Confused about whether medical marijuana dispensaries will be opening any time soon near you?
Join the club.
Even after last year’s Legislature approved the dispensaries — and even after the state started, earlier this month, to accept applications from people interested in opening one of the enterprises — there’s still plenty of uncertainty surrounding what kinds of rules will govern the operations and what sort of power local governments have to regulate or even ban them.
It’s not even clear yet which of the five proposed dispensaries in Corvallis will be approved by the state; none appeared to be included in the first batch of licenses granted last week. (We can’t tell for sure, because the law allowing the dispensaries also allowed the establishments to keep their addresses confidential. Of the eight establishments licensed last week by the state, seven opted to waive that confidentiality, but one chose not to, so it could be in theory anywhere in the state.)
At least one of the five dispensaries proposed for Corvallis won’t make the cut: Two appear to be within 1,000 feet of each other, in violation of the law governing the dispensaries. In that case, the state likely would have to determine which one filed its application with the state first. Another proposed dispensary is within 1,000 feet of the CSC Youth House, a job skills program, and it’s not clear whether that meets the law’s definition of a school.
In general, clarity surrounding the dispensary program is in exceedingly short supply, and the effort in this year’s legislative session to help clear up matters frankly didn’t do much good. In fact, the session added another wild card: The measure that passed the Legislature allows a city or county to impose “reasonable restrictions” on the dispensaries and also allowed them to impose a one-year moratorium until May 1, 2015.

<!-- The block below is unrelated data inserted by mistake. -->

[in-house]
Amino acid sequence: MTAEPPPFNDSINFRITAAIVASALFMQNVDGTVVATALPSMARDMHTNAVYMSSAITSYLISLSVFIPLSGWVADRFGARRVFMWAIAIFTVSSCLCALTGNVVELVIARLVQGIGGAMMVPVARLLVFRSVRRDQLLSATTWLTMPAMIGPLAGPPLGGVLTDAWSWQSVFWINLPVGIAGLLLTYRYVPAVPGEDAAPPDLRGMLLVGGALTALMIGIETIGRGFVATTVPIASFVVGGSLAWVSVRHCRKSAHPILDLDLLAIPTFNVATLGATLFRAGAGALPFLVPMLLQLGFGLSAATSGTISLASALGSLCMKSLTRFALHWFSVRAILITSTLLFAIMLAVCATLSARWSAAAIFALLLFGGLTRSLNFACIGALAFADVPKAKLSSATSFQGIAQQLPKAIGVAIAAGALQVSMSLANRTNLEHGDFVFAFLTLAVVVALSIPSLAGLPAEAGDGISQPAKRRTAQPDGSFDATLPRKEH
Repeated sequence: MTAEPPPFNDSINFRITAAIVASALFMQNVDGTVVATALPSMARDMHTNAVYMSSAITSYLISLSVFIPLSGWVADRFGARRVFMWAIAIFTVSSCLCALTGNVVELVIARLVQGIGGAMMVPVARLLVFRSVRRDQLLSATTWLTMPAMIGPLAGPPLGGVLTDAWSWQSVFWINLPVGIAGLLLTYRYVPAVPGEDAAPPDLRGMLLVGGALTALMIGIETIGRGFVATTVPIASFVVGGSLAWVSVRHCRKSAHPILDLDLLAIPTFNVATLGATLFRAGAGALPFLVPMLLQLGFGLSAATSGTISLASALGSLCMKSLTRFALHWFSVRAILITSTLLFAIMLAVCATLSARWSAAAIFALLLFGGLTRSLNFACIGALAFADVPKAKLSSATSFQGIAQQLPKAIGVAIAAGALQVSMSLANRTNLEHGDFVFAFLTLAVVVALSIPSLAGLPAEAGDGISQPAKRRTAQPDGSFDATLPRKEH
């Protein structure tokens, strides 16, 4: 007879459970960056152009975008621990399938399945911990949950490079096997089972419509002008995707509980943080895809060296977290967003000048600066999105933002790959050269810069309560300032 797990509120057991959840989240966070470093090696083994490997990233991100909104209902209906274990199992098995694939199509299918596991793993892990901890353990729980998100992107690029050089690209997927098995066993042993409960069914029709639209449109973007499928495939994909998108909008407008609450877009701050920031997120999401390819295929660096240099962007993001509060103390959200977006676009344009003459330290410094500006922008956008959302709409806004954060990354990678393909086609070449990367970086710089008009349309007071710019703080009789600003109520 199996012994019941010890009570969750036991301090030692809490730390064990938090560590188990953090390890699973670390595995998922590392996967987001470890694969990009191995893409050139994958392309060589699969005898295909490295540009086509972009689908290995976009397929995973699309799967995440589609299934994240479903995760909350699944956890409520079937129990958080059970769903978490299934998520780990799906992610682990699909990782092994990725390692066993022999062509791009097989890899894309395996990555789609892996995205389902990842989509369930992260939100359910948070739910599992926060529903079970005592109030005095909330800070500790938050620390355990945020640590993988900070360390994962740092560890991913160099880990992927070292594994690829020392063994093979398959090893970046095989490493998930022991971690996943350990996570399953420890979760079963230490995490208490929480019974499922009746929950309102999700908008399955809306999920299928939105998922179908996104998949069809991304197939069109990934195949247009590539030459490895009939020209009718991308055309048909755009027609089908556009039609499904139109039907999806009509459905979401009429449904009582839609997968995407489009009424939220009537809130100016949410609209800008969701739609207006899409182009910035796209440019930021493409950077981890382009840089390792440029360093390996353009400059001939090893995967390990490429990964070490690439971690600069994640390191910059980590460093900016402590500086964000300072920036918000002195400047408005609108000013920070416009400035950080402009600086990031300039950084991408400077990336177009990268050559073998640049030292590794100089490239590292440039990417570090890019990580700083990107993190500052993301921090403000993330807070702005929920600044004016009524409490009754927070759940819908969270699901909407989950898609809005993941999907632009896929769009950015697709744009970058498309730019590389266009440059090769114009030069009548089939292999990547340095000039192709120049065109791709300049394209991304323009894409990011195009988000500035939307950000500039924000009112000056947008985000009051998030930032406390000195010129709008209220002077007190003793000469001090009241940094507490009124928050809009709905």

Governments around Oregon — but not, as far as we can tell, in Corvallis — jumped on the one-year moratorium, thinking that the delay at least would give the courts a chance to hash out the legalities of how local governments can choose to interpret (or ignore) the state law.
That’s a pretty good bet, considering that other Oregon communities such as Medford are moving forward with permanent bans, regardless of what the state says, and it seems certain that at least some of the folks who want to open the dispensaries have their lawyers standing by on speed dial.
In the meantime, we wait with interest to see how this all plays out, but it does leave us with one horrifying thought:
If this is the best we can do to roll out a change in the state’s medical marijuana program, imagine the confusion as we try to implement legalization of marijuana for recreational use.
An initiative calling for legalization seems a good bet to make the ballot this November — about the time we might start to have an initial glimmer about how this dispensary thing is working out.
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